What’s Growing On: Growing your own food

(Elaine Casap photo/Unsplash) A bowl of tomatoes.

Following pandemic restrictions and now pressures from high food costs, gardening appears to be more popular than ever.

In 2022, Dalhousie University’s Agri-Food Analytics Lab, in partnership with Angus Reid, surveyed Canadians on their intentions to garden. Fifty-two per cent of respondents indicated their intention to grow food at home, with eight per cent of Canadians, representing more than a million households, planning to do so for the first time. Of those gardening for the first time, the largest segment at 46 per cent were millennials between the ages of 24 and 38. Across Canada, the largest proportion of new gardeners were in the Atlantic region.

Canadian home gardeners grow substantially more vegetables than they do fruit. The most popular vegetable for home gardeners was tomatoes, which 89 per cent of survey respondents grew. Lettuce was the next popular at 58 per cent, followed by cucumbers at 55 per cent. Rounding out the top 10 were bell peppers, beans, carrots, green onions, peas, onions and potatoes.

Popular fruit such as apples and pears are found less frequently in home gardens; free-standing trees take space though they can be trained to grow successfully along a suitable wall or fence. Strawberries and cane fruit such as raspberries can be grown in small areas. A few plants of another perennial crop, rhubarb, can supply an average family’s needs and have the added advantage that deer do not eat them.

Home food production is adjustable to the ambitions and resources of the individual gardener. If space or time are limited, a few containers with tomatoes and lettuce on a deck or patio can provide ingredients for salads. The more ambitious can grow more crops in containers.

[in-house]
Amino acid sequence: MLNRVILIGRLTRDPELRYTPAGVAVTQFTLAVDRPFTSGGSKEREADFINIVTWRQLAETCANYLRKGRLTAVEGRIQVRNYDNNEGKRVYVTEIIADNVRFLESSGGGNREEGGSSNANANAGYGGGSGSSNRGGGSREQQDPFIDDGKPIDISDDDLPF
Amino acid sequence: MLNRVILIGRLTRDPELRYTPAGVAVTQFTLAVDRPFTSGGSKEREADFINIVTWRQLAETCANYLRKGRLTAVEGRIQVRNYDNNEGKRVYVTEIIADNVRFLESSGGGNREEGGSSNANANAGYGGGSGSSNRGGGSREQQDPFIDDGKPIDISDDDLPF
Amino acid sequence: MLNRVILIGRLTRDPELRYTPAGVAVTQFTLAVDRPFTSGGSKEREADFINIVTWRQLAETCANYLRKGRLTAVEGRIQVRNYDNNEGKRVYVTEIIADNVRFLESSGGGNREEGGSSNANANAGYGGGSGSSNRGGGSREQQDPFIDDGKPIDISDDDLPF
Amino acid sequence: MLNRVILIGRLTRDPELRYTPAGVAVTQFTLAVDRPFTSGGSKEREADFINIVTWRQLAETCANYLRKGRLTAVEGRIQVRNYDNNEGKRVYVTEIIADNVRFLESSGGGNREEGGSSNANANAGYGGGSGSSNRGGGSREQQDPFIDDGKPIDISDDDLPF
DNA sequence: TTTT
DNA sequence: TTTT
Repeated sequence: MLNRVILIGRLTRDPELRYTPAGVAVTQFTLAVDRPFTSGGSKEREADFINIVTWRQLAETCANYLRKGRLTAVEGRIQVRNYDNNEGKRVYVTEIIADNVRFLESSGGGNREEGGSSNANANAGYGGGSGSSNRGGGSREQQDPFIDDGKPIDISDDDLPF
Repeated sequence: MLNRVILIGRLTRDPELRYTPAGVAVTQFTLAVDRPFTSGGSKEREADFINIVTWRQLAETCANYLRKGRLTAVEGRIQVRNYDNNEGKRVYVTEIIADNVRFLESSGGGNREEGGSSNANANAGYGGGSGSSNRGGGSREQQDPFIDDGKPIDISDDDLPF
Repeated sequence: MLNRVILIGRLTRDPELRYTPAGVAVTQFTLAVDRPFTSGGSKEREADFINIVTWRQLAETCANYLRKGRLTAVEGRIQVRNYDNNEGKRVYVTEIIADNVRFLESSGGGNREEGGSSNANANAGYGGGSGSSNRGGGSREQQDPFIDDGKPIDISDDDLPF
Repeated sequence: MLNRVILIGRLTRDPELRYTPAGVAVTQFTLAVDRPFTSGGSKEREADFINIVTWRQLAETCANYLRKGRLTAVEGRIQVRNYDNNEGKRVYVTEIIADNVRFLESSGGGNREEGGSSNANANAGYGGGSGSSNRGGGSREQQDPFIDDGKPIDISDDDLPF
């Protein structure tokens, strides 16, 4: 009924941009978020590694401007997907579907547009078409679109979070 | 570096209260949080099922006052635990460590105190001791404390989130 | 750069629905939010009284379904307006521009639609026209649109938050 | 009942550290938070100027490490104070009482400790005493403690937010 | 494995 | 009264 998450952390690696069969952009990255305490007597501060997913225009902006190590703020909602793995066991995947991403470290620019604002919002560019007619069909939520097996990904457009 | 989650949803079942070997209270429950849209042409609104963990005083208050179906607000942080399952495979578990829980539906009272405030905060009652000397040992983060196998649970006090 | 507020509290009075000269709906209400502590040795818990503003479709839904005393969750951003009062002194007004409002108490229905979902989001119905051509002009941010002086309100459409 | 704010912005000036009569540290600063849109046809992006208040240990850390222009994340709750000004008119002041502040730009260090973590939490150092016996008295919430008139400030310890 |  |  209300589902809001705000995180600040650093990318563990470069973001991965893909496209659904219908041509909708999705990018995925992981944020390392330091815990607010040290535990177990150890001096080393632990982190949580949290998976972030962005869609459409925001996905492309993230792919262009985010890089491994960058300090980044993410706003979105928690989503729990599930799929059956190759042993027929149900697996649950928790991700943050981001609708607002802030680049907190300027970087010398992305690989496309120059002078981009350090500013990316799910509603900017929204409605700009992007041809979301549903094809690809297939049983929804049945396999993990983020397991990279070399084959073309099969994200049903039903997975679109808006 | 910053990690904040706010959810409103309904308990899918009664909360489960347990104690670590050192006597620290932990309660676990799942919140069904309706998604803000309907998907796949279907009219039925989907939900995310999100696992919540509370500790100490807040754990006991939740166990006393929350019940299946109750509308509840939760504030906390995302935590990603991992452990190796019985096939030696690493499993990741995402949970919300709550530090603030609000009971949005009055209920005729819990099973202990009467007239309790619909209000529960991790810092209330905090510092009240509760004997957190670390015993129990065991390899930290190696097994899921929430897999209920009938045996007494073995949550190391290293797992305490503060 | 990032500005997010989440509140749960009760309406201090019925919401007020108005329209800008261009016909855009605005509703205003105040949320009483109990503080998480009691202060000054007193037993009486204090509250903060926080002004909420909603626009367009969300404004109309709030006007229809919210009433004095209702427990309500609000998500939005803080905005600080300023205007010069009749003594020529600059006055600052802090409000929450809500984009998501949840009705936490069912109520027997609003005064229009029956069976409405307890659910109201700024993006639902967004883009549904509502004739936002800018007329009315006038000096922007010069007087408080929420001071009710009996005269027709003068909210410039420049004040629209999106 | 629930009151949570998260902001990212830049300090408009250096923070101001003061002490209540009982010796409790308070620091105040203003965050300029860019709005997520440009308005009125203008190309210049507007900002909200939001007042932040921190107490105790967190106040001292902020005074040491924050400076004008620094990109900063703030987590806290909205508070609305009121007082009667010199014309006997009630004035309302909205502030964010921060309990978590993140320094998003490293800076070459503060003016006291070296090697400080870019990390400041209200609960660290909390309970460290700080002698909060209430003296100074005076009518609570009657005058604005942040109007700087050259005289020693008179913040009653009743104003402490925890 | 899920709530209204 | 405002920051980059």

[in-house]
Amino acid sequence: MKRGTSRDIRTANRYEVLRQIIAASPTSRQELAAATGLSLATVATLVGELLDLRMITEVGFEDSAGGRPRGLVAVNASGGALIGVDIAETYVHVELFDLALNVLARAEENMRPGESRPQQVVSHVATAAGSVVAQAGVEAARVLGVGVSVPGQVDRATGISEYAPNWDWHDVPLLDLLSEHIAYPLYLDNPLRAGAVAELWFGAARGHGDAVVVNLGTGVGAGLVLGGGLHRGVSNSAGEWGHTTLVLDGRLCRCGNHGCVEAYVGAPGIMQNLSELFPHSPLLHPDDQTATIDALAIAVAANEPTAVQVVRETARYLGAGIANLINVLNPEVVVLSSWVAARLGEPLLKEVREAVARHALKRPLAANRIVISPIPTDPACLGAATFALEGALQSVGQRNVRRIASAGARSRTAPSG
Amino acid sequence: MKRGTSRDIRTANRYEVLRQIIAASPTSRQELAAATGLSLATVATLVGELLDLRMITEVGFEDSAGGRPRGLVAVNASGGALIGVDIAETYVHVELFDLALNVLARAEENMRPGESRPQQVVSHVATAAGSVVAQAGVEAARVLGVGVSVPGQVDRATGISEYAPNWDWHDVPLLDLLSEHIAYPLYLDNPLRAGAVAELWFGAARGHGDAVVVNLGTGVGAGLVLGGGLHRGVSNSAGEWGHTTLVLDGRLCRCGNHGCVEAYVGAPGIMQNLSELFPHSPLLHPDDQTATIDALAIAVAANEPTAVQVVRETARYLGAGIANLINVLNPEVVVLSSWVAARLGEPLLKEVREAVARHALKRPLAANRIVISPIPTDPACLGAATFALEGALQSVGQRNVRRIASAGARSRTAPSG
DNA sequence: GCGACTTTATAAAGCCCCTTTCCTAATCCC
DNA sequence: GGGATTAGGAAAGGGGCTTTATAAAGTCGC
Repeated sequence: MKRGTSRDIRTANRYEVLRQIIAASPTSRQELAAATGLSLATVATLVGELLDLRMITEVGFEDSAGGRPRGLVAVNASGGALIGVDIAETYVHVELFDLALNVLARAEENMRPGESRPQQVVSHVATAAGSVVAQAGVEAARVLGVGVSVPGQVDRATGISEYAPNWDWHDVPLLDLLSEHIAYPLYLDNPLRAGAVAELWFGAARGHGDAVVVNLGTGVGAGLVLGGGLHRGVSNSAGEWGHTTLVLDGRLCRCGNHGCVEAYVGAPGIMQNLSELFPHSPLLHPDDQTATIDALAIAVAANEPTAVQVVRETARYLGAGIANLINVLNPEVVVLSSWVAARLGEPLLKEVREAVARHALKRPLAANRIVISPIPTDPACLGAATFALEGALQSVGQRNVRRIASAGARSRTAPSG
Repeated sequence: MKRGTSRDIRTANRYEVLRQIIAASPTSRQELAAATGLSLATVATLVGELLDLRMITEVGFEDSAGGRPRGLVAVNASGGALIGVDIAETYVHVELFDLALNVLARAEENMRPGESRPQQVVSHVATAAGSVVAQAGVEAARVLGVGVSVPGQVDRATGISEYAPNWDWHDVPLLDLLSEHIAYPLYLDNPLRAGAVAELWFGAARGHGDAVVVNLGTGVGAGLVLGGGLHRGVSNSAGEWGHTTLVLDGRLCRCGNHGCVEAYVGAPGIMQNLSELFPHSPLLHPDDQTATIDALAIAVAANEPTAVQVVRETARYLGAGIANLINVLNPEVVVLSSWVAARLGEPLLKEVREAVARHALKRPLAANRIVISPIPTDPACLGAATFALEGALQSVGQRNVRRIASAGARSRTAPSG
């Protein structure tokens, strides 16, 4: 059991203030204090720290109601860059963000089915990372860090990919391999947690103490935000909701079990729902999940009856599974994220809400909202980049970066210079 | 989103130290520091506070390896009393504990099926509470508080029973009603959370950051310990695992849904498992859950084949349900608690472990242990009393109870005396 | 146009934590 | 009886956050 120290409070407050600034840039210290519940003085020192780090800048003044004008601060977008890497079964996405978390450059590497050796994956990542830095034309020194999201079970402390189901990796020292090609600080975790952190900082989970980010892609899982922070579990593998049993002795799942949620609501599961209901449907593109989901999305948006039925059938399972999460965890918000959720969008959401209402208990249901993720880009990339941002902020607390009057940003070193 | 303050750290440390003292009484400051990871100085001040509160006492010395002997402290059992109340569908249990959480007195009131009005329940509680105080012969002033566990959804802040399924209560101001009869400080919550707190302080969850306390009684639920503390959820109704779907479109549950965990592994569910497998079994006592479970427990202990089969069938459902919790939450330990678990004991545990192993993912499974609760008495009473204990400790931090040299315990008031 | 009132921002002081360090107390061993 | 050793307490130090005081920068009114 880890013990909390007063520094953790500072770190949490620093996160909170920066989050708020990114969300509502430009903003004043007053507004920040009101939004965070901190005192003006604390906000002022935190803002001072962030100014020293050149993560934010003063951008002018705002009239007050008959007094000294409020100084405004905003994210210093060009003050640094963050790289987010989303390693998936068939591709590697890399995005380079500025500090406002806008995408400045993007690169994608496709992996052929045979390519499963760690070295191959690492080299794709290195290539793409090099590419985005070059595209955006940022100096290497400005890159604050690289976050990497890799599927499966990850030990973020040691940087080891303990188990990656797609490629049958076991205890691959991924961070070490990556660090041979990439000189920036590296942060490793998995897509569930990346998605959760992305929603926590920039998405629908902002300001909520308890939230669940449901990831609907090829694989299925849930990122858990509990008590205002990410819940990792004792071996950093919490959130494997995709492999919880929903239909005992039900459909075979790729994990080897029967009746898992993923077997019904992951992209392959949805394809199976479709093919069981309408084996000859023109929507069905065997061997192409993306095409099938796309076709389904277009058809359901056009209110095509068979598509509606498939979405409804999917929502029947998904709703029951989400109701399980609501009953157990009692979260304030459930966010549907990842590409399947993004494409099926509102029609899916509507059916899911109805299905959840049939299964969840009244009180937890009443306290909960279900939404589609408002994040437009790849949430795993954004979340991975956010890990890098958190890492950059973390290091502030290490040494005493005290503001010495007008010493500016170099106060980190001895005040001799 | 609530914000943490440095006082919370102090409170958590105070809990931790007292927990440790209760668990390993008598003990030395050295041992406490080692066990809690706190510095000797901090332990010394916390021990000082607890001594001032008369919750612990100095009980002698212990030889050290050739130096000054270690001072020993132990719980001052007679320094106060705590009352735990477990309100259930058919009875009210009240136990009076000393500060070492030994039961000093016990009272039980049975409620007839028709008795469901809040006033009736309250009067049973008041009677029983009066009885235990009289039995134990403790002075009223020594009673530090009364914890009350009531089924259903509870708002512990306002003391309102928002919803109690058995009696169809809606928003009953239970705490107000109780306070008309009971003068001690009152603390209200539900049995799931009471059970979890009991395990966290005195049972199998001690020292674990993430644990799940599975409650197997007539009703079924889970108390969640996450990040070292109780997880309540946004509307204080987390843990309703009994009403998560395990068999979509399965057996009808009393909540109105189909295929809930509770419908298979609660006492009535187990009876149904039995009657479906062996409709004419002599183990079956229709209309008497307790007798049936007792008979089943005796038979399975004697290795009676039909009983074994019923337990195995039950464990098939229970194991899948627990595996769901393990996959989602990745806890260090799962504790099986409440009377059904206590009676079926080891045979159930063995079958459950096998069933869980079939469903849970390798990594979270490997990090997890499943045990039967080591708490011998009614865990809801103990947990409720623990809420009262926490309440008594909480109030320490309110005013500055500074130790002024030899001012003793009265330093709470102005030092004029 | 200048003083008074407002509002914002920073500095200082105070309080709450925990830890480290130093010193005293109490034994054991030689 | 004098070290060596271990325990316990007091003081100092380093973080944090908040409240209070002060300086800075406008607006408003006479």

A large garden is not necessary to provide sufficient produce to freeze, pickle or store for winter use. An eight metre (25 foot) row of carrots can yield enough to store some into the winter. Planting crops such as lettuce, peas and beans several times during the season can provide continuous harvests from the early summer until the end of the growing season. Instead of planting in rows, dividing garden beds into square foot areas – ‘square foot gardening’, where each square is planted separately – is an efficient method to manage serial planting. If a backyard is not well drained or the soil is shallow, raised beds can be built to provide an adequate depth of soil for good growth. Another option is to inquire if there is a community garden in your area.

The benefits of gardening extend beyond just growing your own food and trying to save some money in the process. The quality of fresh picked vegetables is far superior to what is available in stores and the gardener knows exactly what has been used to grow it. Also, just the activity of being outside and working with soil and plants is of significant therapeutic value in our busy plugged-in world.

In future columns during the growing season members of By-the-Sea Gardeners, the Saint Andrews garden club, will provide information on growing vegetable and fruit crops in our area.

By-the-Sea Gardeners is a community group that provides a forum for gardeners in the Saint Andrews area to share their interest and enthusiasm in gardening. The club holds meetings with invited speakers, visits local gardens and occasionally takes trips further afield. To learn more about us, follow By the Sea Gardeners Club – St. Andrews on Facebook, or contact Richard Tarn at 506-529-3110 or Mike Hutton at 506-529-3629.

The Saint Croix Courier